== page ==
The Cardinals wouldn't mind adding a veteran receiver, but they don't see the desperate need that many of their fans do.
Steve Breaston departed via free agency for Kansas City, leaving the starting spot opposite Larry Fitzgerald open. That seemed to leave a need for a "speed" receiver who can stretch the field to take some pressure off Fitzgerald.
The Cardinals did show interest in a handful of veterans, but were looking for bargains.
They negotiated with Braylon Edwards before he went to the 49ers. Showed some interest in Malcolm Floyd before he re-signed with the Chargers. And they had some mild interest in trading for the Bills' Lee Evans.
In the end, however, they made none of those deals, backing up their public assertions that they were happy with the corps of receivers.
It's a gamble because other than Fitzgerald, none of the receivers has much experience. But coaches think the position is deep in talent.
Andre Roberts, the second-round pick in 2010, is starting now and trying to hold off Early Doucet for the starting job.
Chansi Stuckey, a free agent from the Jets, has a chance to play, but he will be challenged by others. Stephen Williams, an undrafted rookie a year ago, again is playing well in camp and has the size (6-feet-5) and speed to make plays deep.
"It's something we're not worried about," Williams said of the No. 2 receiver's job. "We just worry about what we can handle in-house. We know what we have. We have great receivers and we're young, too."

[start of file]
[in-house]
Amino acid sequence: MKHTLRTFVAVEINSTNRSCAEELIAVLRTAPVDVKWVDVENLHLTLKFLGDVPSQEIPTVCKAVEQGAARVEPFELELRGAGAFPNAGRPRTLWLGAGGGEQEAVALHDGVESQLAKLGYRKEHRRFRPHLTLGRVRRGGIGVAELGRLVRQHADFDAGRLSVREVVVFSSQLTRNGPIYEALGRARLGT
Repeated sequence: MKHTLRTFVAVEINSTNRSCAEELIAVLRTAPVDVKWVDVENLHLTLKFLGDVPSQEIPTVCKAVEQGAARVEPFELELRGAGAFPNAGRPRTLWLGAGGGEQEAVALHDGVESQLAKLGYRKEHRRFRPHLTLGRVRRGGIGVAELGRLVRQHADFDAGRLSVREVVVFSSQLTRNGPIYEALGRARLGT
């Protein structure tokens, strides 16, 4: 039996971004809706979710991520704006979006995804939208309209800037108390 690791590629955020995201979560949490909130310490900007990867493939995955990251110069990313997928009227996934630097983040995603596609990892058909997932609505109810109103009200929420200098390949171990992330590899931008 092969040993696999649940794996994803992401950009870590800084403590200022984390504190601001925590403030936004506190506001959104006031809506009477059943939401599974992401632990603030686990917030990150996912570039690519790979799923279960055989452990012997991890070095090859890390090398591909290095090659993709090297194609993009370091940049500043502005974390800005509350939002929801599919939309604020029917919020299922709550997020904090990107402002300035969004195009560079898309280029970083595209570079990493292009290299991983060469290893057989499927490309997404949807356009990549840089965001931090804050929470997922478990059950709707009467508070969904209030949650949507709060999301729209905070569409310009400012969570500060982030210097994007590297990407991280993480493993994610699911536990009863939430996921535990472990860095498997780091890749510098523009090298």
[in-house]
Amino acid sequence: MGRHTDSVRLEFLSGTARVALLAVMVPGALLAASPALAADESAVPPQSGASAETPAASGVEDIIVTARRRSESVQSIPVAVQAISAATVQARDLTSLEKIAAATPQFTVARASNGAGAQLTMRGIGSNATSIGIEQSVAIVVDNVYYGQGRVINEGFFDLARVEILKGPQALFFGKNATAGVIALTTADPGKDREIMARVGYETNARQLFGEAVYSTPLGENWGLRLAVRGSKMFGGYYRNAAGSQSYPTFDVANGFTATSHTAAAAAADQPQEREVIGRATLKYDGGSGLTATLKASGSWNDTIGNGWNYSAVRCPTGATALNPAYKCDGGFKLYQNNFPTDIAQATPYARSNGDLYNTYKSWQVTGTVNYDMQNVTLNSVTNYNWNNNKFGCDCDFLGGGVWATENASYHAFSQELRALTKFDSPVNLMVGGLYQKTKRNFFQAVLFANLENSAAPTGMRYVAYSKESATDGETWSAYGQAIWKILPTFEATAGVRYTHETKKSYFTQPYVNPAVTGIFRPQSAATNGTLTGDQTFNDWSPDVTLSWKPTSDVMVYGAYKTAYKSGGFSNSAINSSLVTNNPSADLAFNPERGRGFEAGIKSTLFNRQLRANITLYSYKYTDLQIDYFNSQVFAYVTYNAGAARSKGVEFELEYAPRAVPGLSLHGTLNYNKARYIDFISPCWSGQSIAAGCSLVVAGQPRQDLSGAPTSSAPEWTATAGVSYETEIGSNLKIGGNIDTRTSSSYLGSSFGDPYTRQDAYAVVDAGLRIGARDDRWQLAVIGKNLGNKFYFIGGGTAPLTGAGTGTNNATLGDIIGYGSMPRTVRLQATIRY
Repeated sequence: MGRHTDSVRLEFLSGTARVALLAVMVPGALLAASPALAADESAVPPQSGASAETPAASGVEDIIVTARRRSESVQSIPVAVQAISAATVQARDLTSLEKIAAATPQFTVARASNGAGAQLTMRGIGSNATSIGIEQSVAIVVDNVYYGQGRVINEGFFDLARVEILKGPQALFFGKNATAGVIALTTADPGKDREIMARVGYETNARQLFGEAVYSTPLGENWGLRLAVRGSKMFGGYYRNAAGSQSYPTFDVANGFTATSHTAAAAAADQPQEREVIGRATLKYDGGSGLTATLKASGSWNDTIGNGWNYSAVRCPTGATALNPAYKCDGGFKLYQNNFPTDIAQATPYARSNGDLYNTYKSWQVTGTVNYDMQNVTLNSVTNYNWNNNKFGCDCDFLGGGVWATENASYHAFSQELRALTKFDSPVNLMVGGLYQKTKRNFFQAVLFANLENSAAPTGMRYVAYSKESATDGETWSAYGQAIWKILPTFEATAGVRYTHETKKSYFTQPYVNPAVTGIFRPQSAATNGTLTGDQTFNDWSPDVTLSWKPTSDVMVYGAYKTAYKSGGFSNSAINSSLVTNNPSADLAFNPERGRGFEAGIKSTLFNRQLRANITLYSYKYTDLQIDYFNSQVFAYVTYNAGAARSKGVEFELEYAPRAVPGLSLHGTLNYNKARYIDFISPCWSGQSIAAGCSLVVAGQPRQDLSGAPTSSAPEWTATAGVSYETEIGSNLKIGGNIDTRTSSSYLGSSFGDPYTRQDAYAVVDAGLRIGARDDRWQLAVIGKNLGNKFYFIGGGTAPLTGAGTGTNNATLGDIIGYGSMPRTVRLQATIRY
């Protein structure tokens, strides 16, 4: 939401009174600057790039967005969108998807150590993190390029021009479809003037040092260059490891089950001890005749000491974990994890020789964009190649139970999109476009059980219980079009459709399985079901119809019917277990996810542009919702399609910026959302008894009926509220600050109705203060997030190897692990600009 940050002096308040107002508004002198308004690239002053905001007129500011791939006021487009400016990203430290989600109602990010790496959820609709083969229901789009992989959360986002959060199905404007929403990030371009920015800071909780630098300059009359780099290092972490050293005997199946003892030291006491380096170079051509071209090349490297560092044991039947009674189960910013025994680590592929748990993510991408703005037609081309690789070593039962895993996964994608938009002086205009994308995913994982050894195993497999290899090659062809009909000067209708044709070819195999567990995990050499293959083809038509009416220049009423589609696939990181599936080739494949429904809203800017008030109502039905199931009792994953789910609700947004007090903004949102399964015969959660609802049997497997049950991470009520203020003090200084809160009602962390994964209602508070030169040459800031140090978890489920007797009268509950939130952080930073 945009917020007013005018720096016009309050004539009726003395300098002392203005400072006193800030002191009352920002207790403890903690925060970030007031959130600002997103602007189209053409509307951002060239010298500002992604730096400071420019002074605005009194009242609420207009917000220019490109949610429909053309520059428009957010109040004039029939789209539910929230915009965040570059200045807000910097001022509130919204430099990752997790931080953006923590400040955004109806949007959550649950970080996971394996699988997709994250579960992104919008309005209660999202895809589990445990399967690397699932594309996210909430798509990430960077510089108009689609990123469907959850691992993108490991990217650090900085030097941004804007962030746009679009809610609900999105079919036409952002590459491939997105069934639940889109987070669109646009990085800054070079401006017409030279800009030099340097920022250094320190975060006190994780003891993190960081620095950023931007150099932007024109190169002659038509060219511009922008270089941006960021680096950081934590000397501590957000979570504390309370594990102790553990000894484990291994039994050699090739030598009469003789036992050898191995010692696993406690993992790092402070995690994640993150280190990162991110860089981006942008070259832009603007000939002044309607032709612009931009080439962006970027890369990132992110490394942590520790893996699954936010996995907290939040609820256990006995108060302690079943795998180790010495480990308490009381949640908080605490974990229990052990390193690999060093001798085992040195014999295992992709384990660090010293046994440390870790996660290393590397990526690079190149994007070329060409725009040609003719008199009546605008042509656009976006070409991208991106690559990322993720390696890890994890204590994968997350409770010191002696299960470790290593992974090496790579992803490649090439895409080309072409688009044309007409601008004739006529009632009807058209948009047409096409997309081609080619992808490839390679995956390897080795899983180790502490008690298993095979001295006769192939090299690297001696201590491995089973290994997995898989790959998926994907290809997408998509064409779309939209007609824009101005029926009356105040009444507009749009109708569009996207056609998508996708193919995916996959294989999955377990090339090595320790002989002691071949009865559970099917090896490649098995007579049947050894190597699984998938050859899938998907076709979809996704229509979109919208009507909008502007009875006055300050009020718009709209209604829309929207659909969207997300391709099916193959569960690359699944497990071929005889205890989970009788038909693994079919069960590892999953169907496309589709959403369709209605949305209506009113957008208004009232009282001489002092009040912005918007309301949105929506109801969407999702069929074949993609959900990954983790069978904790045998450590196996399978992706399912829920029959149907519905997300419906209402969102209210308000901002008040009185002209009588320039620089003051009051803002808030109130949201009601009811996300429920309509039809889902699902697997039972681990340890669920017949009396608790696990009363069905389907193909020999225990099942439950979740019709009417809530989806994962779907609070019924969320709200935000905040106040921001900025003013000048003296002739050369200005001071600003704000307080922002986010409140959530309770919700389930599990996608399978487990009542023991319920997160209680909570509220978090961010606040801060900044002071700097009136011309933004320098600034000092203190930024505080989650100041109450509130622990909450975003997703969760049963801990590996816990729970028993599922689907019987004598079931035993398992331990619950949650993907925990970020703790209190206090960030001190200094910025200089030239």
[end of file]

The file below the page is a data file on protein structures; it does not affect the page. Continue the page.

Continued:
Roberts played well in the second half of last season, and coaches think he has the speed to make plays downfield. But he hasn't done it.
Doucet, a third-round pick in 2008, has suffered injuries in his previous three training camps. When he's been healthy, he's proven he can be effective, especially working from the slot.
Rookie DeMarco Sampson, a seventh-round pick, has looked like a veteran in camp. He runs good routes and has good hands. Sampson missed two college seasons because of injuries, so he's older and seems mature. He'll contend with Max Komar for the fifth or sixth receiver's spot.
Coach Ken Whisenhunt isn't stressing about the No. 2 receiver's job, partly because he thinks the title is a misnomer. The Cardinals use multi-receivers sets a lot, and different plays will feature different receivers, Whisenhunt said.
"There are a lot of times where we'll tailor specific packages to fit the individual strengths of the receiver," he said.
The No. 2 receiver is less a concern than in past years partly because the team has threats at tight end for the first time in years. When healthy, Todd Heap is one of the finest receiving tight end in the game.
Jeff King is known more for his blocking, but has been a productive receiver at times in his career.
The bottom line is the Cardinals are ready to give some of their young receivers a chance. They think they've bolstered the position over the last two years, and bringing in a veteran will only delay the development of young players, such as Roberts, Doucet, Williams, Sampson and Komar.
Cardinals not against adding veteran wideout
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